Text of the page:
Tristan und Isolde, the opera in which Richard Wagner really took art in a new direction, is often described as the most important musical work of the nineteenth century. No lesser authority than Kobbé calls it the most influential opera in all musical history, while the great Wagner conductor Christian Thielemann says it is ‘the peak of operatic art, the opera of operas, the incunabulum, the key work. Tristan is the sum of everything and the exception to it’. Finished in 1859 and first performed in 1865, Tristan earns this encomium because of its intensity, its inwardness, the way it distorts the rules of harmony – especially the famous Tristan chord which opens the prelude and is not resolved for some four hours. The work’s full effect took decades to unfold, inspiring Nietzsche, Freud, Thomas Mann, Mahler, Schoenberg, Debussy, and many more.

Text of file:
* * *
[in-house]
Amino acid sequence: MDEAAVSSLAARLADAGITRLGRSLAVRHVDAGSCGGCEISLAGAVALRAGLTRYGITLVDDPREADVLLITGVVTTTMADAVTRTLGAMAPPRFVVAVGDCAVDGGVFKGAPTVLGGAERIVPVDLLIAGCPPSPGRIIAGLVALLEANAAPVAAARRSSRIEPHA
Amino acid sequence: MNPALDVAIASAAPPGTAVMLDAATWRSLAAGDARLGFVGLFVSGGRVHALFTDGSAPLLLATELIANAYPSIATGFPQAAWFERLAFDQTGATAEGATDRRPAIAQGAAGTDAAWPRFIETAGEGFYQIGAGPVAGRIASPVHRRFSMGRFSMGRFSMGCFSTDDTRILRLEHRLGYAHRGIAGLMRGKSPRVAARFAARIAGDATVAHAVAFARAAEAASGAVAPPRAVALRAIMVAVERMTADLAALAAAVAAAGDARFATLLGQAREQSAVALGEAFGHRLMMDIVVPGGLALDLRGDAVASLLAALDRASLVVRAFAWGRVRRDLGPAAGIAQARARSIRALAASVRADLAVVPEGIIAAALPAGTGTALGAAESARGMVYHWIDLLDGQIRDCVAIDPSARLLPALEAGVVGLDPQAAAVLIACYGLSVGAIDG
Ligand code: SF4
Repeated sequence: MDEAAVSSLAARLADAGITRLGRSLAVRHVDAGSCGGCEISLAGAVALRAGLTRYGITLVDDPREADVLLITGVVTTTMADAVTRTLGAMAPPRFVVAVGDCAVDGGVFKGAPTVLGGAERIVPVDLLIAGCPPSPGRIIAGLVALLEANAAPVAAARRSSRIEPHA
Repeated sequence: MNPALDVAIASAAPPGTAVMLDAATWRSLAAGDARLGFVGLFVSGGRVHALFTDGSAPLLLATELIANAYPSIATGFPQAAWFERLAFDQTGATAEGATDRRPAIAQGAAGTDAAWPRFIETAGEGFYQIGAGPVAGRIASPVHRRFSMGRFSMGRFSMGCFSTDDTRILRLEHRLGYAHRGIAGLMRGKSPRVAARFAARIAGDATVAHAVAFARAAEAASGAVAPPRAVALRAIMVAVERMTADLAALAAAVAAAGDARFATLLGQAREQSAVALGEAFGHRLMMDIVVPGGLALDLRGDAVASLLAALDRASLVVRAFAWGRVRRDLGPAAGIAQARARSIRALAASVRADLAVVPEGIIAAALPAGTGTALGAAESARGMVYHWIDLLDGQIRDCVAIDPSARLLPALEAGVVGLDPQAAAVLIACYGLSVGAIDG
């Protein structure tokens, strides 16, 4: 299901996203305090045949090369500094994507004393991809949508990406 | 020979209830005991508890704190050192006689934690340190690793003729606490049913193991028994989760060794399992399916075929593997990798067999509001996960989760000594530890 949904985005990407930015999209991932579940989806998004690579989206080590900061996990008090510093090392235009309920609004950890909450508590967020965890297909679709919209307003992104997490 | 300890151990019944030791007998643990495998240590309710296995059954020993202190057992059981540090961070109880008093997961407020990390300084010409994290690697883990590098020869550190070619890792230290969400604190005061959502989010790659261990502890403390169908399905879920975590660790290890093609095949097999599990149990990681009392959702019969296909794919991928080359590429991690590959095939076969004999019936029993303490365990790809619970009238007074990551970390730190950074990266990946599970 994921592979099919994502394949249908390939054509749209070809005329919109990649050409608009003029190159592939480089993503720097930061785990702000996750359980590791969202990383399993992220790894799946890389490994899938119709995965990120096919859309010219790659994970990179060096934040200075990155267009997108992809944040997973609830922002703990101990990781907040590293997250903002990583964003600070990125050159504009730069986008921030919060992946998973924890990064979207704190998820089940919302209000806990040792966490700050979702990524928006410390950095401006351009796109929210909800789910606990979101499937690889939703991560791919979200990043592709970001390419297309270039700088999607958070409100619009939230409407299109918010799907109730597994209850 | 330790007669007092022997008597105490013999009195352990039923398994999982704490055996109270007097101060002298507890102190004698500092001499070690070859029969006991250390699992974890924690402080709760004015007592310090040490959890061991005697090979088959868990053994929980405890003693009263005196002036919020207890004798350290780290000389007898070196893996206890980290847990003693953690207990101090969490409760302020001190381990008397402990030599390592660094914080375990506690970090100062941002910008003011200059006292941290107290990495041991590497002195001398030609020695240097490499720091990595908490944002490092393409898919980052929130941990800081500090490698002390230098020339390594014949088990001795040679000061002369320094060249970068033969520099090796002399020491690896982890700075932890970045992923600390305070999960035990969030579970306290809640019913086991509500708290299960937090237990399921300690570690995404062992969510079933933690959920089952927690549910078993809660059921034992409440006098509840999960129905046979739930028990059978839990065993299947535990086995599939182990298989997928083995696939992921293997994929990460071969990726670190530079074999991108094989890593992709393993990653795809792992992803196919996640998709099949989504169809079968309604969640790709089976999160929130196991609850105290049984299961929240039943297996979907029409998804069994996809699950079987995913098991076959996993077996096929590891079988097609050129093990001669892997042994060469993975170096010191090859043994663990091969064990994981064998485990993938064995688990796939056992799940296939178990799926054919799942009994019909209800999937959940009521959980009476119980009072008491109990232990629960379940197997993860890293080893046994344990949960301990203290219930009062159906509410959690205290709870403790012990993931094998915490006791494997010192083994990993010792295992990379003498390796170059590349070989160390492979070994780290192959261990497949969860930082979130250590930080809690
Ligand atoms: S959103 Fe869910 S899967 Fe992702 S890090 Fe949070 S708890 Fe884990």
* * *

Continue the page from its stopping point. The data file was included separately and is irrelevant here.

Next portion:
Tristan tells the ancient Celtic tale of a Cornish knight who falls in love with an Irish princess as he accompanies her across the sea to marry his king. Deceived into drinking a love potion, they are consumed by unhinged rapture and – naturally, given Wagner’s romanticisation of death – both perish.